E-Newsletters – A Great Way To Build Business And Grow Relationships

Meeting Topic

Introduction to Meeting Topic:

While you may be tempted to cut your marketing spend right now – DON’T.

As you prepare for this fortnight’s meeting, read the article from Phillippa Roil-Glendenning and consider sharing ways YOU are getting creative with your marketing at the moment.

Marketing in a Downturn By Phillippa Roil-Glendenning

Times are tough for businesses, and in tough times your marketing needs extra attention. It should be intensified, NOT cut back – which is a common mistake. When the economy is in tough economic times, your prospects tend to cut back on their spending; however, the same number of businesses all still vying for the prospects’ dollars. In other words, competition heats up.

This means that those who normally do paid ads will likely see an increase in the spend needed to achieve the same number of conversions; further, if they don’t increase their spend they’ll see a drop in results. Don’t stop your ads when you see this happen! This is when you need to closely monitor and optimise your ads.

During this time, large companies are going to massively increase their spend on ads to make sure they saturate the market. Again, don’t panic! They need a lot more sales than you do to sustain their business. You need to focus solely on you and your own results. Because those who continue through the hard times with consistent and strong marketing strategies (even without pouring in the extra money for ads) will not only survive the downturns but will recover and have greater growth on the other side.

So, what do you do if you’re not a major national or international company with heaps of dough to spend?

  1. Do a review of all your current marketing, look at your analytics and look for which tactics are bringing in traffic and what aren’t. If you don’t know how to do this, then get an expert that you trust to do a marketing review and plan for you. There are many marketers that will do this with the intention of you implementing the recommendations yourself or they can take over and do them for you. Just set clear expectations before you start.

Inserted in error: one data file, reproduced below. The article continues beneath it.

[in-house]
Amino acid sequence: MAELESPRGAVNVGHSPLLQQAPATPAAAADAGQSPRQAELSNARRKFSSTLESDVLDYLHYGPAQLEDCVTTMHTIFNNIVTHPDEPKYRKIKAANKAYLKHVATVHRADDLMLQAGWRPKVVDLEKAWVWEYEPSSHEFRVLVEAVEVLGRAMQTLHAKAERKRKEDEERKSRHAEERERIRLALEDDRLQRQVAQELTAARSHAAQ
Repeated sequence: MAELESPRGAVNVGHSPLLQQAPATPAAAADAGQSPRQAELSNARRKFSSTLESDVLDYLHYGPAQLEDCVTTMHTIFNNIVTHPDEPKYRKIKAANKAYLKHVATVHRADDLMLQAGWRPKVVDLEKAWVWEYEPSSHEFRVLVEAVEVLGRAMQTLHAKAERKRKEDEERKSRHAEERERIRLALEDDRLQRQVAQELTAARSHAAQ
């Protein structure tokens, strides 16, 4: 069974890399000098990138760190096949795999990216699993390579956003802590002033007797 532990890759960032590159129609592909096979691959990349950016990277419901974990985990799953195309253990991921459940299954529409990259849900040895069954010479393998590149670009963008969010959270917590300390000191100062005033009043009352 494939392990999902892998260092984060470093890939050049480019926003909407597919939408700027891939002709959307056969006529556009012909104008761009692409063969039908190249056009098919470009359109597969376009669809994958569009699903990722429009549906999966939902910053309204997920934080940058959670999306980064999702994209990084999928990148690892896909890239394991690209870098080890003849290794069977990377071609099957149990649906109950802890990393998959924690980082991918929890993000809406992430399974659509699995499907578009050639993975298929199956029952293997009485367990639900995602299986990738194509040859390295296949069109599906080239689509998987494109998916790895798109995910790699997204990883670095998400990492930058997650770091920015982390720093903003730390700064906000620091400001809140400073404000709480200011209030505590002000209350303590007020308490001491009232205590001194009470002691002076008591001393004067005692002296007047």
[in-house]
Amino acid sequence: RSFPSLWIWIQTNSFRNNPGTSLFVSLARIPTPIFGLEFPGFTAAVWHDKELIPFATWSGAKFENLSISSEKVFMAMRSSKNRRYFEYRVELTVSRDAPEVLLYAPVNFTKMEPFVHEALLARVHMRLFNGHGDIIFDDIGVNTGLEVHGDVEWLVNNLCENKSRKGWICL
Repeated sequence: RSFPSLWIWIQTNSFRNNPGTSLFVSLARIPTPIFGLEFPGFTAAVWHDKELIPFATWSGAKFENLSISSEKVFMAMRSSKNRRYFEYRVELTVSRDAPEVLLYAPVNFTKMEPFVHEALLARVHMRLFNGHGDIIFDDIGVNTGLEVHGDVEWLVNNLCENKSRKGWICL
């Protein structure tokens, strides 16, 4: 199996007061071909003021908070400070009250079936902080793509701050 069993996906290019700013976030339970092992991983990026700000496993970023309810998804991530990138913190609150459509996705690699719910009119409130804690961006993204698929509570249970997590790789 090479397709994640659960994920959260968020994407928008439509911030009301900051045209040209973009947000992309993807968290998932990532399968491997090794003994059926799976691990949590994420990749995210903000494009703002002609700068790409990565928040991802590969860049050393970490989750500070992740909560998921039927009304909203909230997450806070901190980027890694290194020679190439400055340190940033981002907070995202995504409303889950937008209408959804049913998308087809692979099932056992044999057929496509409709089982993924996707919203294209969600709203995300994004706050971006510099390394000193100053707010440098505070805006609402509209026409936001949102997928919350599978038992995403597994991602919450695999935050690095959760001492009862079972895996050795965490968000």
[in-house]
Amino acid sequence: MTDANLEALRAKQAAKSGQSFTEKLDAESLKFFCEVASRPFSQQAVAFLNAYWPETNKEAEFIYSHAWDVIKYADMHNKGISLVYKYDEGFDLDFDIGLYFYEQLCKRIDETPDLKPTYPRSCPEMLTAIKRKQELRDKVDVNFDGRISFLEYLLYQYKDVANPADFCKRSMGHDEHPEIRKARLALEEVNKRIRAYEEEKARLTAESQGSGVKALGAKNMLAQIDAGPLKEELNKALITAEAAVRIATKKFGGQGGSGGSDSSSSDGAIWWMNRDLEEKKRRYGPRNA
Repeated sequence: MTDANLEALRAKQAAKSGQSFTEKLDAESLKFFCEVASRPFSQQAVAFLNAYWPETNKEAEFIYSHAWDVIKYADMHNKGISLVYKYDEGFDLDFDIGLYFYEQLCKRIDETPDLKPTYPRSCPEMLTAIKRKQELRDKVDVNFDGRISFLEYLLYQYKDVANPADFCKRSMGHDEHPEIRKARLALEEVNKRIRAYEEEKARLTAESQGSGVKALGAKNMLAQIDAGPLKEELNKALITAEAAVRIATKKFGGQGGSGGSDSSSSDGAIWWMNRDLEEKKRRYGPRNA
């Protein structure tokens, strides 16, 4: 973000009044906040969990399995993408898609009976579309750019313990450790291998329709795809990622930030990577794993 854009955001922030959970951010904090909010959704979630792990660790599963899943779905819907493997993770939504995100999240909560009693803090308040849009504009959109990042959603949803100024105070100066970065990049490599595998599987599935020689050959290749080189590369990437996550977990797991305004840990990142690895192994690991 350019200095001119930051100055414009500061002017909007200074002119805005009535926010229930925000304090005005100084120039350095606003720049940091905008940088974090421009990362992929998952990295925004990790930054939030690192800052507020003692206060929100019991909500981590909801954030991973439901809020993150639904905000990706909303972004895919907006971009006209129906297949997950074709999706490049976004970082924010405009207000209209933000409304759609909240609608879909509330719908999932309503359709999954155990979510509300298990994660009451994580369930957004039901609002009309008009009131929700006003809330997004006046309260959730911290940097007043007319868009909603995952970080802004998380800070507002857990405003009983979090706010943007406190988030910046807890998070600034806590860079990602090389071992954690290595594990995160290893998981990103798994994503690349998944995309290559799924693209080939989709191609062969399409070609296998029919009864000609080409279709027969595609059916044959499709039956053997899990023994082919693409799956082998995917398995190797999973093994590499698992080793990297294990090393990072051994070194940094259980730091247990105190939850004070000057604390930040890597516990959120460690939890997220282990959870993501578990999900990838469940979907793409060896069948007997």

2. Focus on quality not quantity. You want to attract people who are legitimately interested in YOUR products and services – especially when it comes to liking and following your social media posts. Social media works on algorithms using those people. If you have people following you who are not your ideal customer, you’ll stuff the algorithm. That means you will need to do paid ads where you manually select a targeted audience to get any reach that will have any benefit to your business.
  3. Don’t partake in the “Let’s all support each other and like each other’s pages!” initiatives that you constantly see in Facebook groups. Why? Because if you don’t have a genuine interest in the pages you like and vice versa, you’re hurting the business not helping it.
  4. Personalise EVERYTHING. YOU need to feature in your social posts, website etc and have your logo on EVERY post. Maximise your opportunities for brand recognition. You want everything you post to be instantly recognised and associated with your business.
  5. Don’t despair about the big guys because in these times people prefer to do business with local companies and real people. Customers like to know that buying off you is going to help feed the kids, the dog and the goldfish. So let them into your world. Let them get to know you and your team as well as the business.
  6. Add humour! In dark times people love a laugh.
  7. Get creative and add more marketing mediums into the mix. Database emails, networking, flyers, local papers, etc.
  8. Remember BUYERS go to Google – they don’t jump on social media first. Social is for branding and awareness. Think about your keywords and use them to create content for social posts, blogs, newsletters etc as this will help your SEO (helps you come up in Google).
  9. On that note, if you have a set ad spend, consider moving more $$ onto Google then social.

Find out how Phillippa helps her clients here: http://www.prmarketingsolutions.co.nz/

Next Meeting Topic

Introduction to Meeting Topic:

You know you ought to keep in touch with your customers and prospects, and a regular e-newsletter sounds like a grand idea. But where do you start?